A comparison of spatial conservation planning tools created by the Middle Southeast Blueprint, Lower Mississippi Valley Joint Venture, and East Gulf Coastal Plains Joint Venture in the Southeastern United States
Conservation planning products should enable organizations to achieve focus, coordination, and increased effectiveness to maximize ecological benefits. The increasing availability of large-scale geospatially-explicit data has greatly enhanced the ability to develop spatial planning resources and decision-support tools. However, the increasing number of tools and resources has also increased the awareness that independently created tools have the potential to misalign priorities within the same geography, i.e., assign different levels of priority to the same location or resource. In the southeastern United States, the largest conservation planning projects are partnership-driven and landscape-oriented, including Migratory Bird Joint Ventures and the Southeast Conservation Adaptation Strategy (SECAS). Despite SECAS and Joint Ventures operating with many of the same partner agencies and organizations, the planning products created by them are largely derived independent of one another. The purpose of this project was to assess the degree of alignment between Joint Venture and SECAS planning products and to identify opportunities for increased efficiency and communication of priorities. We developed a framework for quantitative and qualitative assessment of alignment using methods that include logistic regression, rank correlation, and overlap analysis. This project focused on prioritization tools created by the Lower Mississippi Valley and the East Gulf Coastal Plain Joint Ventures within the Middle Southeast subregion of the Southeast Conservation Blueprint 2020. Informed by specific case studies and examples, this project culminates in a list of best-management practices that conservation planners may refer to when designing future or updating current spatial models. We highlight how variation in programmatic objectives, inclusion of the conservation estate, size of evaluated planning unit, and terrestrial vs. aquatic priorities as potential drivers of alignments in the geography. Though misalignments in planning tools pose several risks and challenges, alignments promote convergence in priorities that could strengthen conservation efforts and highlight areas of greatest opportunity.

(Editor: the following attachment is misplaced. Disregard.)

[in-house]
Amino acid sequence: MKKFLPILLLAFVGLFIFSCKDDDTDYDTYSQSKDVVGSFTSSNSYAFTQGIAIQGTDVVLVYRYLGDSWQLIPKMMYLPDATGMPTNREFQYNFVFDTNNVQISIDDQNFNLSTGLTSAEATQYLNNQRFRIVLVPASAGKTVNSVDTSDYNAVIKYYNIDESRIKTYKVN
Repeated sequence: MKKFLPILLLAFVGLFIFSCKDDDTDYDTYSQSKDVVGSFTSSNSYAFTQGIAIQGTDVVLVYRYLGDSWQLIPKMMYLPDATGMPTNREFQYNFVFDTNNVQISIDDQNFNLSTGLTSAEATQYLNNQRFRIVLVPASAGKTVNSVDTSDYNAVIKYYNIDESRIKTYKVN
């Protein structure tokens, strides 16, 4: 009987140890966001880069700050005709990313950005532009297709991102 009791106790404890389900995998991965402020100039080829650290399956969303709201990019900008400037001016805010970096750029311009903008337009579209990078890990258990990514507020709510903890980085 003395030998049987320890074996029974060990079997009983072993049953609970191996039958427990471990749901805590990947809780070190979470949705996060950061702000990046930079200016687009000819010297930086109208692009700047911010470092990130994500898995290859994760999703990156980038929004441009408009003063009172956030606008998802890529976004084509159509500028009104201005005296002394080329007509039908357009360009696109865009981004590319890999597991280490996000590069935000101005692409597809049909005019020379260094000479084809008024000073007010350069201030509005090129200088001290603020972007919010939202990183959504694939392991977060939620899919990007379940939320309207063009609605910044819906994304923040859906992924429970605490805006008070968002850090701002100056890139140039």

Southeast United States
College of Forest Resources
Department of Wildlife, Fisheries and Aquaculture
Forest and Wildlife Research Center (FWRC)
conservation planning, Blueprint, Joint Ventures, alignment
Thornton, B., K.O. Evans, D. Jones-Farrand, S. McKnight, A. Mini, C. Rideout. A. Elliott. 2022. Understanding Alignments in Spatial Conservation Planning in the Southeast, Version 1.0. Mississippi State University, Mississippi State, MS.